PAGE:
# Projectile Motion Range and Maximum Height

#### Maverick56

An object launched at 30 degree angle (landing at same elevation) would have a maximum height that is 7 times its range.
Do we need to just memorize or can you show me mathematically?

#### ashtonjam

5+ Year Member
If the object had an initial launch speed of 10.0 m/s and was launched at 30 degrees to the horizontal,
Initial y velocity = 10sin(30) = 5 m/s
Initial x velocity = 10cos(30) = 8.66 m/s

Time it takes to get to the top of the flight: vfy = viy + at, where a = -9.81 m/s^2, viy = 5 m/s, and vfy = 0 m/s (Initial poin t = launch, Final point = top of path). You should find that t = 0.51 seconds.

The flight path is perfectly symmetrical, so the total time of flight is 0.51 seconds * 2 = 1.02 seconds.

Flight range is x velocity multiplied by time: Range = vx * t = 8.66 m/s * 1.02 s = 8.83 meters.

Max height can be calculated using 2ay = vfy^2 - viy^2, where a = -9.81 m/s^2, vfy = 0 m/s, and viy = 5 m/s (The initial point is the precise moment of launch and the final point is the top of the flight when vfy = 0 m/s). The calculated height is y = 1.27 meters.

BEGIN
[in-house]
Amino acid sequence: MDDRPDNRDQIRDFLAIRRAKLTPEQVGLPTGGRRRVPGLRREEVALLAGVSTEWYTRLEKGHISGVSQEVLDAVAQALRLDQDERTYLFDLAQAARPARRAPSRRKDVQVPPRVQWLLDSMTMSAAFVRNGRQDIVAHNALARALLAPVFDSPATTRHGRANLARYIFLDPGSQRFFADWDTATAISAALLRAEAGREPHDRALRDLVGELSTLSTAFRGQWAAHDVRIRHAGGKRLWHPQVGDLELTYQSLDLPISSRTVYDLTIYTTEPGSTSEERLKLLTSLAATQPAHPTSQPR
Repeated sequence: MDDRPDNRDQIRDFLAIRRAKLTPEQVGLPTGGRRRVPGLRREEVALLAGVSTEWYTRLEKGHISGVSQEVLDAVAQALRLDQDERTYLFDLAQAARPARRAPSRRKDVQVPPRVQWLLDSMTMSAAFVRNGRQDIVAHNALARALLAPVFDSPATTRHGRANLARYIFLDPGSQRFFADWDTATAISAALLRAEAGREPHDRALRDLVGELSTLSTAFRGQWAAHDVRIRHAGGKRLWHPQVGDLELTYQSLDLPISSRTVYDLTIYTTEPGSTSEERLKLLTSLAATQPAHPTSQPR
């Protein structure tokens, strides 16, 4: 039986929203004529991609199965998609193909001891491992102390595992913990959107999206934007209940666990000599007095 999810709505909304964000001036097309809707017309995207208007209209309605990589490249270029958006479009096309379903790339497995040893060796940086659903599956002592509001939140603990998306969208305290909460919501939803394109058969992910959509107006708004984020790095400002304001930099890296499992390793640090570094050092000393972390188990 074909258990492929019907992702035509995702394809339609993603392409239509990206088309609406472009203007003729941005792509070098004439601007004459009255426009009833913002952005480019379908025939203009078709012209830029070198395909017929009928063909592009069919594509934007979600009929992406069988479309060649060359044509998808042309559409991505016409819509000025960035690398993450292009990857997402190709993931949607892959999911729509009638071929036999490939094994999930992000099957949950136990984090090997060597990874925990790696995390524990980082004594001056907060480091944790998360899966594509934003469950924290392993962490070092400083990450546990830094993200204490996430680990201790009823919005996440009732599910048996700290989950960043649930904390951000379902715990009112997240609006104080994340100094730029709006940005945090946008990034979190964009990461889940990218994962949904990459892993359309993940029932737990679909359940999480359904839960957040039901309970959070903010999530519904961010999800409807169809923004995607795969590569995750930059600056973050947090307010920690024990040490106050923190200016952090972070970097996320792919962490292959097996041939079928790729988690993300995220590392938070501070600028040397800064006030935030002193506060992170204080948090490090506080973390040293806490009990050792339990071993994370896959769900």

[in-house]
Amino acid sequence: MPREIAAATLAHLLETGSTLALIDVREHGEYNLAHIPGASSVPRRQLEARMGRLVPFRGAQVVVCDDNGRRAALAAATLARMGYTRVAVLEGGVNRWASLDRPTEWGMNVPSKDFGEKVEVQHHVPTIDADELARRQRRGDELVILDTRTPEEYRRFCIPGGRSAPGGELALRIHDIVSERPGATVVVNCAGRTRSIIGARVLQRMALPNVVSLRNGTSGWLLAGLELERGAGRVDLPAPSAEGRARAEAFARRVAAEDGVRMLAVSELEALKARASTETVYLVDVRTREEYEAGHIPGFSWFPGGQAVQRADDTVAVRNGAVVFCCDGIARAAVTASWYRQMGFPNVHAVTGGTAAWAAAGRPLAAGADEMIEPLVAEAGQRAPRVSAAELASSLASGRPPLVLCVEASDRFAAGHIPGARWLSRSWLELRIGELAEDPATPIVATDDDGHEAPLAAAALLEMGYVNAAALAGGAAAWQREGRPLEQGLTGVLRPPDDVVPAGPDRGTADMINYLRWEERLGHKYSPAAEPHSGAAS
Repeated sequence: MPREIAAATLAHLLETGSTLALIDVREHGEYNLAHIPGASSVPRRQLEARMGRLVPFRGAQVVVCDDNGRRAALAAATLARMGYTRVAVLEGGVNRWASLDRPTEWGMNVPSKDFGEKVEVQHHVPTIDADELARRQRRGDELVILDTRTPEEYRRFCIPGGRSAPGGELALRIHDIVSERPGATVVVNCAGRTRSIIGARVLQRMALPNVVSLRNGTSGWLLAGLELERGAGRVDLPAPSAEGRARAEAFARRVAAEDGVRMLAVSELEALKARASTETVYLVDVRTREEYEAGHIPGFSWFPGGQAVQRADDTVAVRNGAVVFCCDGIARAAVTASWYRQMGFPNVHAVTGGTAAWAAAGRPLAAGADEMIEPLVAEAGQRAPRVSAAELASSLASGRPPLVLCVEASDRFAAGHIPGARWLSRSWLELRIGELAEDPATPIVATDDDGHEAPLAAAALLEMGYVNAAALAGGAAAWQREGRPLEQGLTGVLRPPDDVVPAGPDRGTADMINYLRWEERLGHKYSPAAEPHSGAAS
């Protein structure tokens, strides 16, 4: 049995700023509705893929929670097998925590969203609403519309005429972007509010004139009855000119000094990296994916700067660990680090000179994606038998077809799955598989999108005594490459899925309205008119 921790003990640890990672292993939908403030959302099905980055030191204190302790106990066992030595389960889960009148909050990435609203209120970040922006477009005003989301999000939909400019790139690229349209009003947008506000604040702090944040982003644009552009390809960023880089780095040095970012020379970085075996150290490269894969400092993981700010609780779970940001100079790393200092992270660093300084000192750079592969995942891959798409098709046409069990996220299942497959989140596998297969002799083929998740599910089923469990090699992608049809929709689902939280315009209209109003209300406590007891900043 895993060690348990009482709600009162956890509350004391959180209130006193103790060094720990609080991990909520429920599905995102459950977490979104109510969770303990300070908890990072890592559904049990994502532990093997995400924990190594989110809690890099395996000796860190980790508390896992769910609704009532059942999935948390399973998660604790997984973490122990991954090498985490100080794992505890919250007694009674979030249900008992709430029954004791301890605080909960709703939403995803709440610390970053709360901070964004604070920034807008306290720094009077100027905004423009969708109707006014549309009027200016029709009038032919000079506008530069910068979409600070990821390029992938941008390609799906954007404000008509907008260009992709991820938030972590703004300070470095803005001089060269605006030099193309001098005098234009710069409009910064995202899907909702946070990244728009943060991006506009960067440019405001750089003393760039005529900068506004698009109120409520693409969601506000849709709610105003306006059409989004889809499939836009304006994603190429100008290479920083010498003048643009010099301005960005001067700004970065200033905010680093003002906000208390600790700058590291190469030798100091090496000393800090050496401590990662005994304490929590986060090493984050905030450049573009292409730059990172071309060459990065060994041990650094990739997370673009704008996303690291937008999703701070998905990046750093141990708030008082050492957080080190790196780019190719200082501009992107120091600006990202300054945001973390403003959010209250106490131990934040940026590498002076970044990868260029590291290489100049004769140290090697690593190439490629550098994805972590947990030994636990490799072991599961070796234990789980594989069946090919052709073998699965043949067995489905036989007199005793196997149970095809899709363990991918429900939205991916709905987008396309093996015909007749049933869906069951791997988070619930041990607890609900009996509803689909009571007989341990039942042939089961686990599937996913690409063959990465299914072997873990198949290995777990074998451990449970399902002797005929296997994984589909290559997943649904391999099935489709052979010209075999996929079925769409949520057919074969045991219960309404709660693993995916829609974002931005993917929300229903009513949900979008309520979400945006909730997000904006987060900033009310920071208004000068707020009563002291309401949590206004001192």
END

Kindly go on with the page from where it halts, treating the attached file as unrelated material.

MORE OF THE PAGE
So we found that range is 8.83 m and height is 1.27 m. 8.83/1.27 = 6.92 or so. If you didn't round, the answer becomes 7. This could be done using only variables as well, but having numbers to compare is nice.

#### SpaceBuff12

5+ Year Member
You have those numbers reversed. The horizontal distance traveled (range) is approximately 7 times the max height. I think it is silly to memorize as long as you understand how it is mathematically derived.

For example, an object launched 30 degrees above the horizon at 10 m/s will have an initial velocity vector of x: 10*cos(30) and y: 10*sin(30) (note: you should memorize the values of cosine and sine for angles 0, 30, 45, 60, and 90; this will greatly simplify some problems).

First look at the y-component to determine the time of flight for the object. At the apex of the trajectory the velocity in the y-direction is zero and thus we can solve:

v = v_y0 + a*t = 10*sin(30) -10t -> t = sin(30) = 0.5 seconds

It takes 0.5 seconds for the projectile to reach its apex and the total flight time is double (1 second).

The max height achieved is:

y = y_0 + v_y0*t +0.5*a*t^2 = 0 + 10*sin(30)*0.5 - 0.5*10*(0.5^2) = 1.25 m

In the x-direction:

x = x_0 + v_x0*t = 0 + 10*cos(30)*1 = ~8.66 m

8.66/1.25 ~ 7

#### SpaceBuff12

5+ Year Member
Ashtonjam beat me to it

#### ashtonjam

5+ Year Member
10 is a nice number after all!

5+ Year Member
Indeed.

#### Czarcasm

##### Hakuna matata, no worries.
5+ Year Member
This is totally off topic, but I've lurked MCAT forums for about 3 years now, and literally, every person I've seen with the OP's avatar has done extremely well on the MCAT. Hope the trend continues